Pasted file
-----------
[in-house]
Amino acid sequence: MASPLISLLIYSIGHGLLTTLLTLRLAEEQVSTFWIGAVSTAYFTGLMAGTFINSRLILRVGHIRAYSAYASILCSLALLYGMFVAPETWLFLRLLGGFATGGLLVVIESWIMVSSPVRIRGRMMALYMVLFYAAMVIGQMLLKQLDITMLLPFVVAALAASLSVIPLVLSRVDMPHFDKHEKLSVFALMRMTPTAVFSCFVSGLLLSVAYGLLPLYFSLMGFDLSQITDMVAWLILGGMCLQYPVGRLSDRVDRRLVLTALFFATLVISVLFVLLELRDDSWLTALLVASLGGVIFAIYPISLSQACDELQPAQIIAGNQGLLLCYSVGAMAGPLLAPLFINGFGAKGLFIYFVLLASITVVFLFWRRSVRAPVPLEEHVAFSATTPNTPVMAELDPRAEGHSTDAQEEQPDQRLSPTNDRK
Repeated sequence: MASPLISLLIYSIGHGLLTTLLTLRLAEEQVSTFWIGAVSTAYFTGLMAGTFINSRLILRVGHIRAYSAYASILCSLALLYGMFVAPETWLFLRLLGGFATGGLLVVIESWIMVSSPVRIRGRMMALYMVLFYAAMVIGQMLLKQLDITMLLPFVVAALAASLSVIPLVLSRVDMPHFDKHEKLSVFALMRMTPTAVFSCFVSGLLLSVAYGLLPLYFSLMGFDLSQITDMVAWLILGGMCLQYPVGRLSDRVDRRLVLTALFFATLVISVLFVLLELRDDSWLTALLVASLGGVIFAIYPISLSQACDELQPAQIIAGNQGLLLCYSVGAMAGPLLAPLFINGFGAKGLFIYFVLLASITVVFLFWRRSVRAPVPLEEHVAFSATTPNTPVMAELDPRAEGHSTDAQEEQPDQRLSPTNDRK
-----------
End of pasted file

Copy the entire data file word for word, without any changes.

[in-house]
Amino acid sequence: MASPLISLLIYSIGHGLLTTLLTLRLAEEQVSTFWIGAVSTAYFTGLMAGTFINSRLILRVGHIRAYSAYASILCSLALLYGMFVAPETWLFLRLLGGFATGGLLVVIESWIMVSSPVRIRGRMMALYMVLFYAAMVIGQMLLKQLDITMLLPFVVAALAASLSVIPLVLSRVDMPHFDKHEKLSVFALMRMTPTAVFSCFVSGLLLSVAYGLLPLYFSLMGFDLSQITDMVAWLILGGMCLQYPVGRLSDRVDRRLVLTALFFATLVISVLFVLLELRDDSWLTALLVASLGGVIFAIYPISLSQACDELQPAQIIAGNQGLLLCYSVGAMAGPLLAPLFINGFGAKGLFIYFVLLASITVVFLFWRRSVRAPVPLEEHVAFSATTPNTPVMAELDPRAEGHSTDAQEEQPDQRLSPTNDRK
Repeated sequence: MASPLISLLIYSIGHGLLTTLLTLRLAEEQVSTFWIGAVSTAYFTGLMAGTFINSRLILRVGHIRAYSAYASILCSLALLYGMFVAPETWLFLRLLGGFATGGLLVVIESWIMVSSPVRIRGRMMALYMVLFYAAMVIGQMLLKQLDITMLLPFVVAALAASLSVIPLVLSRVDMPHFDKHEKLSVFALMRMTPTAVFSCFVSGLLLSVAYGLLPLYFSLMGFDLSQITDMVAWLILGGMCLQYPVGRLSDRVDRRLVLTALFFATLVISVLFVLLELRDDSWLTALLVASLGGVIFAIYPISLSQACDELQPAQIIAGNQGLLLCYSVGAMAGPLLAPLFINGFGAKGLFIYFVLLASITVVFLFWRRSVRAPVPLEEHVAFSATTPNTPVMAELDPRAEGHSTDAQEEQPDQRLSPTNDRK